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Waddington supervisor responds to letter

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WADDINGTON — Opposition to recent development proposals took the form of a letter to the Town Council this week from residents contending that the plans threaten to change the town for the worse.

The letter, signed only “Concerned Residents of Waddington” and submitted by resident Anthony Zeledon, states that the plans unveiled last month, specifically a proposed campground at Leishman Point, would be “transforming to the community.”

G2G Inc. owners Rebecca A. and Jeffery A. Gerrish, Potsdam, plan to develop Leishman Point and nearby River Road parcels into a four-season campground and renovate the historic Clark House into a hotel and conference center.

Council members have said they are open to the proposals.

G2G Inc. also proposed a four-story, 60-room Country Hearth Inn & Suites in Potsdam, but that project was rejected due to lack of private investment.

Earlier this year, G2G proposed a 45,000-square-foot, 60-room economy class franchise hotel and conference center on Leishman Point, but canceled the idea.

Mr. Zeledon declined Wednesday to say whether Concerned Residents of Waddington refers to an organized group or how many people the letter represents.

The letter states little has been done with Clark House.

Town Supervisor Mark Scott responded: “The Clark House has not been finished because they lack the investment, and it will be necessary to complete the project. The Gerrishes are interested in investing and operating the Clark House, which would be wonderful. But the Clark House is not on town-owned property. If the Clark House board wants to see that developed in a particular way, that’s a decision to be made by their board.”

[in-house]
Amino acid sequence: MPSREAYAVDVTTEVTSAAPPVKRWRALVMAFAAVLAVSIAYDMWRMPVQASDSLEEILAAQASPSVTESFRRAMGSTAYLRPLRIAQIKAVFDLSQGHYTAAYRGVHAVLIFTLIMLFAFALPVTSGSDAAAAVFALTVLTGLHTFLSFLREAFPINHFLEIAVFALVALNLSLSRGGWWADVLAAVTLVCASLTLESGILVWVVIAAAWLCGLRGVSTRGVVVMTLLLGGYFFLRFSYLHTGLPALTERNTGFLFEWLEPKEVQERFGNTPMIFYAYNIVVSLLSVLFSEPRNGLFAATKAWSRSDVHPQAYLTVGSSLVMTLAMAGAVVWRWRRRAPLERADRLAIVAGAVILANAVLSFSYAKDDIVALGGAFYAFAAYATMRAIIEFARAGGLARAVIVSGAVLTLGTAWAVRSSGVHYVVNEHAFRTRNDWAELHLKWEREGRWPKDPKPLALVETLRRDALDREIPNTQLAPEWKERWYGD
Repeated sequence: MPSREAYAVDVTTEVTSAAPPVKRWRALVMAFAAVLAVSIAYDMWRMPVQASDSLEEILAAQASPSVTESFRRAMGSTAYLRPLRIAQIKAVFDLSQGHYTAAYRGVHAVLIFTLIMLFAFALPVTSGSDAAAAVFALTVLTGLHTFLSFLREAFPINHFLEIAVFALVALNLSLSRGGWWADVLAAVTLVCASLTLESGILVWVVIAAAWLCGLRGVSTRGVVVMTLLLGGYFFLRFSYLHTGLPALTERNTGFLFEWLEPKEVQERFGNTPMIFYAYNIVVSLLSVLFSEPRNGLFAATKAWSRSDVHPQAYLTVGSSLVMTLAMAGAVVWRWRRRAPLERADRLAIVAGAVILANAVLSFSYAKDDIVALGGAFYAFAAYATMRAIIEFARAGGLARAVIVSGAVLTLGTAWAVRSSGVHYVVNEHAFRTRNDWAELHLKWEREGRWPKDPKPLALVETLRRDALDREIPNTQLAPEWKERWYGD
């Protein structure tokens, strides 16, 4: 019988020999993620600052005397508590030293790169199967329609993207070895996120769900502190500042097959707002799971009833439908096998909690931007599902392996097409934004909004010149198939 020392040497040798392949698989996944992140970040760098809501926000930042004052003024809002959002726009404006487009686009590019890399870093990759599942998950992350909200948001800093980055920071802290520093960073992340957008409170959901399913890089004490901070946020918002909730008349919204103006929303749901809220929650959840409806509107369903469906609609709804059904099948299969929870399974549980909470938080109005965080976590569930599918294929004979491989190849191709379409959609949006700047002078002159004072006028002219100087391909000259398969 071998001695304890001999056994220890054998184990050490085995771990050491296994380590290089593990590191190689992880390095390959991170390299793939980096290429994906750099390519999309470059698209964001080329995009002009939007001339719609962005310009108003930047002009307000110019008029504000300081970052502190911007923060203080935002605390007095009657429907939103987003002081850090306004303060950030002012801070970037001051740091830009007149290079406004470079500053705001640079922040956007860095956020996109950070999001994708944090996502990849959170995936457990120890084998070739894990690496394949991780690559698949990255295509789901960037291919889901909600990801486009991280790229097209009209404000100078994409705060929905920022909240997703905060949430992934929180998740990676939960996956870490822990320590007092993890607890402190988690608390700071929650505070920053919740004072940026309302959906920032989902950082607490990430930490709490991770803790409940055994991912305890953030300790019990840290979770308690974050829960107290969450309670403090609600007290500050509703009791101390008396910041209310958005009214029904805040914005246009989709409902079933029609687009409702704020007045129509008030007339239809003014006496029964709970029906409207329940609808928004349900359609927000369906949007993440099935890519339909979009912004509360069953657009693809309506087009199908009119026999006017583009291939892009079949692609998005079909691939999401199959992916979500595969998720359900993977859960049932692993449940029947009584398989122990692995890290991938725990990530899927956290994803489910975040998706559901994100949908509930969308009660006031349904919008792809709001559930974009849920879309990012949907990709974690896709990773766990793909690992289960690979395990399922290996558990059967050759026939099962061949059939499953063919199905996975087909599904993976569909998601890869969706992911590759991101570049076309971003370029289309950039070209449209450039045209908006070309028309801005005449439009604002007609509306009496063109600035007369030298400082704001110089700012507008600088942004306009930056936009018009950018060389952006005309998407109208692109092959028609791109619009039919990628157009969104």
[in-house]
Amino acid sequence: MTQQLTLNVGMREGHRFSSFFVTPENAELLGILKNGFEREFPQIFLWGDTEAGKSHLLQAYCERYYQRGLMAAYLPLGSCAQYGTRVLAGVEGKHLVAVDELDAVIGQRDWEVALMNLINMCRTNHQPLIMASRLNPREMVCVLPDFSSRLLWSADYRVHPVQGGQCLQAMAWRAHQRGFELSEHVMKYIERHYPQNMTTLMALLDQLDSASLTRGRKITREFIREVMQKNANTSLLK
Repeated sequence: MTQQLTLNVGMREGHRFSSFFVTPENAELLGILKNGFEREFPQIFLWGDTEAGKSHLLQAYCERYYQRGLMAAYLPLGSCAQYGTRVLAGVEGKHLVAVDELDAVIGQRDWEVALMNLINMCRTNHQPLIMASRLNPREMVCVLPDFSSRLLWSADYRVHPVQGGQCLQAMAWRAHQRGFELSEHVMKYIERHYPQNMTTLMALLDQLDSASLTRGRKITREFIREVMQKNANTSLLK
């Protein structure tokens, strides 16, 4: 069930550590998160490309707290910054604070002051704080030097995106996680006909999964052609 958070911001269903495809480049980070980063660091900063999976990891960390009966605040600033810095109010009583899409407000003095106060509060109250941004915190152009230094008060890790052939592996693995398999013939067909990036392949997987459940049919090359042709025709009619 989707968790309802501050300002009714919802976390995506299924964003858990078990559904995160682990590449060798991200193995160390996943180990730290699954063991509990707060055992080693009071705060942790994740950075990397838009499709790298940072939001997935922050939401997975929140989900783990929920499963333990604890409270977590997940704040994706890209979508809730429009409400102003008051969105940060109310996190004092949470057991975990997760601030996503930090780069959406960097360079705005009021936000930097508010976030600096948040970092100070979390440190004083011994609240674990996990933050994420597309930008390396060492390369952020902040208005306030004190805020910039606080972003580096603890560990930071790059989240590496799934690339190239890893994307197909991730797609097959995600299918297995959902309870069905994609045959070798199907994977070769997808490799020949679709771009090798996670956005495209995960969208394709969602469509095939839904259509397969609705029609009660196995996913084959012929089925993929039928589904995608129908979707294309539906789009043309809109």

The letter refers to the Gerrishes’ proposal for Leishman Point as a “trailer park,” contending that it would undermine the “security, the peaceful and quietness of our way of living as well as negatively affecting our home values.”

The project’s first phase would include the installation of 22 RV sites with full hook-ups, 22 campsites and 14 insulated cabins throughout Leishman Point and along the River Road. The project also would include a parking lot, concrete tent pad and four restroom and shower facilities.

Mr. Scott said the town could earn 10 percent to 20 percent in revenue through the campground.

“To call an RV campground a trailer park is not accurate,” Mr. Scott said. “The campground is very consistent with the character of the town. We already have a campground at Coles Creek State Park, three miles down the road. There are campers located across from the beach. I haven’t heard any complaints regarding their existence.”

Mr. Scott said the idea of a campground came out of a public meeting in which community members were invited to vote on development ideas for the property on Leishman Point and River Road as part of the town’s strategic economic development plan.

Mr. Scott said residents who have concerns can email him at waddington.supervisor@gmail.com or call 388-4346.

The next Town Council meeting is at 7 p.m. Monday at the Hepburn Library Community Room, 30 Main St.

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